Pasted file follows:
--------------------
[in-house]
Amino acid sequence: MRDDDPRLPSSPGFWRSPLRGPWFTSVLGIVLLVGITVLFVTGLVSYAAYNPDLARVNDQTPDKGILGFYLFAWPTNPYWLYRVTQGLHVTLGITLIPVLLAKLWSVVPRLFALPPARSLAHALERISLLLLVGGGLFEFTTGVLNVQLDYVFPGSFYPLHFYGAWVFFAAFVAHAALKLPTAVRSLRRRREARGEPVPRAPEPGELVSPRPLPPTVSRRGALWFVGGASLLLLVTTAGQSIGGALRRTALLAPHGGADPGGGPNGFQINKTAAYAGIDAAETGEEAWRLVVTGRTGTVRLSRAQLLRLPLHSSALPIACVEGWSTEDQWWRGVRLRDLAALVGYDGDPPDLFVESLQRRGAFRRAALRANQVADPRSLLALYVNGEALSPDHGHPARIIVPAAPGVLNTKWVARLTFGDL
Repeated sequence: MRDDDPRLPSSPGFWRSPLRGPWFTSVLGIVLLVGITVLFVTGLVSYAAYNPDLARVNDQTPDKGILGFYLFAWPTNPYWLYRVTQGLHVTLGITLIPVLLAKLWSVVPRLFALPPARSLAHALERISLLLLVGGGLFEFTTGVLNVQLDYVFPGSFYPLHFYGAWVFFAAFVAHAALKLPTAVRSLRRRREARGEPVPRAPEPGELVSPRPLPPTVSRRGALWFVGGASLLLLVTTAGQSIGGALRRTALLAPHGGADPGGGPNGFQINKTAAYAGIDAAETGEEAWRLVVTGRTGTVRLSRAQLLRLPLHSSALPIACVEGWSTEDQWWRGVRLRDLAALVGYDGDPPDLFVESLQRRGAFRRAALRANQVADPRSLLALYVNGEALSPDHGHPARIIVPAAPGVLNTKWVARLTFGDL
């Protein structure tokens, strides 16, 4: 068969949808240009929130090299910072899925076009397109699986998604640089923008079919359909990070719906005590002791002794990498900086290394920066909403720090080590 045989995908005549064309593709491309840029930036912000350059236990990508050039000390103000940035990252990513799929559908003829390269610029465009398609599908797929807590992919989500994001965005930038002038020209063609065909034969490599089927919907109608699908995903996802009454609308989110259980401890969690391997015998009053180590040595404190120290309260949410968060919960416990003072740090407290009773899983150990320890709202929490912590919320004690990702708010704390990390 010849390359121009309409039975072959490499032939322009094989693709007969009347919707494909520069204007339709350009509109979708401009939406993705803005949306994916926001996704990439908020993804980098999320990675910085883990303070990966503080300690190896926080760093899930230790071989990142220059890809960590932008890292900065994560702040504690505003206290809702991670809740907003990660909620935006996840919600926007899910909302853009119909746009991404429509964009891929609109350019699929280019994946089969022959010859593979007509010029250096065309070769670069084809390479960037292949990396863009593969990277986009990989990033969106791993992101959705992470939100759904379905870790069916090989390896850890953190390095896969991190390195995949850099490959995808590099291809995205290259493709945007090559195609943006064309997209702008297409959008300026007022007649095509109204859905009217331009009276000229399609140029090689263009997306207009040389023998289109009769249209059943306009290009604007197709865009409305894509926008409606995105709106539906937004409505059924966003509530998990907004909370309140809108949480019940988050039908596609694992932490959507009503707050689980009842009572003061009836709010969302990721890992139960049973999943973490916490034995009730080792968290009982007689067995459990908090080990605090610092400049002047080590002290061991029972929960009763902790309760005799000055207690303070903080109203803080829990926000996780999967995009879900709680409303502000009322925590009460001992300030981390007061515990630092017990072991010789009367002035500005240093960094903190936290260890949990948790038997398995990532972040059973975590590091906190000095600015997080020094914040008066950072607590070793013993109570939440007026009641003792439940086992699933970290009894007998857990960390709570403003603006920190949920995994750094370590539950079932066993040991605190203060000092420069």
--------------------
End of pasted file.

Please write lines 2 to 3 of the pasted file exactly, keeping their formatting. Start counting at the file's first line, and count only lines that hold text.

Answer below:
Amino acid sequence: MRDDDPRLPSSPGFWRSPLRGPWFTSVLGIVLLVGITVLFVTGLVSYAAYNPDLARVNDQTPDKGILGFYLFAWPTNPYWLYRVTQGLHVTLGITLIPVLLAKLWSVVPRLFALPPARSLAHALERISLLLLVGGGLFEFTTGVLNVQLDYVFPGSFYPLHFYGAWVFFAAFVAHAALKLPTAVRSLRRRREARGEPVPRAPEPGELVSPRPLPPTVSRRGALWFVGGASLLLLVTTAGQSIGGALRRTALLAPHGGADPGGGPNGFQINKTAAYAGIDAAETGEEAWRLVVTGRTGTVRLSRAQLLRLPLHSSALPIACVEGWSTEDQWWRGVRLRDLAALVGYDGDPPDLFVESLQRRGAFRRAALRANQVADPRSLLALYVNGEALSPDHGHPARIIVPAAPGVLNTKWVARLTFGDL
Repeated sequence: MRDDDPRLPSSPGFWRSPLRGPWFTSVLGIVLLVGITVLFVTGLVSYAAYNPDLARVNDQTPDKGILGFYLFAWPTNPYWLYRVTQGLHVTLGITLIPVLLAKLWSVVPRLFALPPARSLAHALERISLLLLVGGGLFEFTTGVLNVQLDYVFPGSFYPLHFYGAWVFFAAFVAHAALKLPTAVRSLRRRREARGEPVPRAPEPGELVSPRPLPPTVSRRGALWFVGGASLLLLVTTAGQSIGGALRRTALLAPHGGADPGGGPNGFQINKTAAYAGIDAAETGEEAWRLVVTGRTGTVRLSRAQLLRLPLHSSALPIACVEGWSTEDQWWRGVRLRDLAALVGYDGDPPDLFVESLQRRGAFRRAALRANQVADPRSLLALYVNGEALSPDHGHPARIIVPAAPGVLNTKWVARLTFGDL